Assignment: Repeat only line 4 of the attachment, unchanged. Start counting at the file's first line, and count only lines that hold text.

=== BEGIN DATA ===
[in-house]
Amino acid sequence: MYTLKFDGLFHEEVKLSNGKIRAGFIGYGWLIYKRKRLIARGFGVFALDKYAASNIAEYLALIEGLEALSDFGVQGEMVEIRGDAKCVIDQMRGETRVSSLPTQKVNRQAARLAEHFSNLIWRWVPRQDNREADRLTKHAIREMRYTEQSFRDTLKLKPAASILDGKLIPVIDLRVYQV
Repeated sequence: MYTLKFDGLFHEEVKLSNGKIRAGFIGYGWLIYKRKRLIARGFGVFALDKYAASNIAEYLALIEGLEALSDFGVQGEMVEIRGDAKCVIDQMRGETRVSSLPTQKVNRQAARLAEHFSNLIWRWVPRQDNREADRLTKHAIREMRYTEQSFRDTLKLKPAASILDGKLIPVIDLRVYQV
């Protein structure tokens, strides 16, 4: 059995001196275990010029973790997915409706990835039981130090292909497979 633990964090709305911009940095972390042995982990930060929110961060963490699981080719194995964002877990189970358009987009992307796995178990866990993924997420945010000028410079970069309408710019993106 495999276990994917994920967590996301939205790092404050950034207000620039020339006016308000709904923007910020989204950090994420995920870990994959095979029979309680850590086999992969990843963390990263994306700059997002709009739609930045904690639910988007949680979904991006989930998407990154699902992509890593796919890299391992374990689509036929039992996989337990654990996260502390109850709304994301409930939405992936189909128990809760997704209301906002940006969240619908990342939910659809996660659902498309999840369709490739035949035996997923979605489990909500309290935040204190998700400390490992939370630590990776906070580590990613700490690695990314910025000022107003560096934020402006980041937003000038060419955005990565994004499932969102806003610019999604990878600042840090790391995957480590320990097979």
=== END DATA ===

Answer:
């Protein structure tokens, strides 16, 4: 059995001196275990010029973790997915409706990835039981130090292909497979 633990964090709305911009940095972390042995982990930060929110961060963490699981080719194995964002877990189970358009987009992307796995178990866990993924997420945010000028410079970069309408710019993106 495999276990994917994920967590996301939205790092404050950034207000620039020339006016308000709904923007910020989204950090994420995920870990994959095979029979309680850590086999992969990843963390990263994306700059997002709009739609930045904690639910988007949680979904991006989930998407990154699902992509890593796919890299391992374990689509036929039992996989337990654990996260502390109850709304994301409930939405992936189909128990809760997704209301906002940006969240619908990342939910659809996660659902498309999840369709490739035949035996997923979605489990909500309290935040204190998700400390490992939370630590990776906070580590990613700490690695990314910025000022107003560096934020402006980041937003000038060419955005990565994004499932969102806003610019999604990878600042840090790391995957480590320990097979």